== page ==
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Red Planet: Mars to Come Closest to Earth in 15 Years Next Month

On July 27, Mars will be in perihelic opposition, Express.co.uk reported on Sunday

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Mars
Red Planet: Mars to Come Closest to Earth in 15 Years Next Month. Pixabay

Star gazers could have a good view of the Red Planet next month as Mars is set to come to the closest point to Earth since 2003 when it reaches opposition with the Sun in late July.

This year, Mars opposition will occur on July 27, according to NASA.

During opposition, Mars is especially photogenic because it can be seen fully illuminated by the Sun as viewed from Earth.

“Since Mars and the Sun appear on opposite sides of the sky, we say that Mars is in ‘opposition’,” NASA explained.

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Every 15 or 17 years, opposition occurs within a few weeks of Mars’ perihelion – the point in its orbit when it is closest to the Sun.

“An opposition can occur anywhere along Mars’ orbit. When it happens while the Red Planet is closest to the Sun (called ‘perihelic opposition’), Mars is particularly close to Earth,” NASA said.

On July 27, Mars will be in perihelic opposition, Express.co.uk reported on Sunday.

But some perihelic oppositions bring Earth and Mars closer together than others, the US space agency said.

The 2003 opposition was the closest approach in almost 60,000 years, it added. (IANS)

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NASA’s Future Scientists Would Likely Be Better Equipped To Study The Lunar Material

"By studying these precious lunar samples for the first time, a new generation of scientists will help advance our understanding of our lunar neighbor and prepare for the next era of exploration of the moon and beyond."

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Astronaut Harrison H. Schmitt collects lunar rake samples during the Apollo 17 mission, Dec. 13, 1972. VOA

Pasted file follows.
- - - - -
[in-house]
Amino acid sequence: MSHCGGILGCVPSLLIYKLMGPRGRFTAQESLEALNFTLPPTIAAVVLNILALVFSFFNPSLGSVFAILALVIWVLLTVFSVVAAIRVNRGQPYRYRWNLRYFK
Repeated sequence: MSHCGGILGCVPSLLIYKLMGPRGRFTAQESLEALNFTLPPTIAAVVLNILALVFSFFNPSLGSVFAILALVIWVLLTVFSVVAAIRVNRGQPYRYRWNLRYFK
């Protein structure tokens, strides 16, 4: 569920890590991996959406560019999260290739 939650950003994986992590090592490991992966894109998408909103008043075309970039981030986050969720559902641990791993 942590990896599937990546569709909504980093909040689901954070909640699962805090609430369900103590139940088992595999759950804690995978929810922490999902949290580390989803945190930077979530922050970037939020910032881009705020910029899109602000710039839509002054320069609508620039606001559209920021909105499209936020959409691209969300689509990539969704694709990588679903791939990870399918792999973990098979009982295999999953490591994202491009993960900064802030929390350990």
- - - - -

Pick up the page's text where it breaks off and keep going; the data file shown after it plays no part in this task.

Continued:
NASA is once again turning its focus to the moon.

Nearly 50 years after the last lunar mission, the U.S. space agency is unsealing some of the samples brought back by Apollo astronauts for study.

The lunar samples were collected by astronauts during the Apollo 15, 16 and 17 missions.

Some of the samples have never been opened, others were resealed in an effort to preserve them.

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“This exploration will bring with it new and unique samples into the best labs right here on Earth.” Pixabay

NASA has picked nine teams of scientists to study the samples. The teams were selected from scientists at the NASA Ames Research Center, the Bay Area Environmental Research Institute, NASA’s Goddard Spaceflight Center, the University of Arizona, the University of California, Berkeley, the U.S. Naval Research Laboratory, the University of New Mexico, Mount Holyoke College and the Planetary Science Institute.

NASA
The lunar samples were collected by astronauts during the Apollo 15, 16 and 17 missions. Pixabay

“By studying these precious lunar samples for the first time, a new generation of scientists will help advance our understanding of our lunar neighbor and prepare for the next era of exploration of the moon and beyond,” said Thomas Zurbuchen, associate administrator for NASA’s Science Mission Directorate. “This exploration will bring with it new and unique samples into the best labs right here on Earth.”

Also Read: Microsoft Comes Up With Its App That Lets Users Explore Photos By Touch

NASA said its officials in the 1970s had the foresight to know that future scientists would likely be better equipped to study the lunar material. (VOA)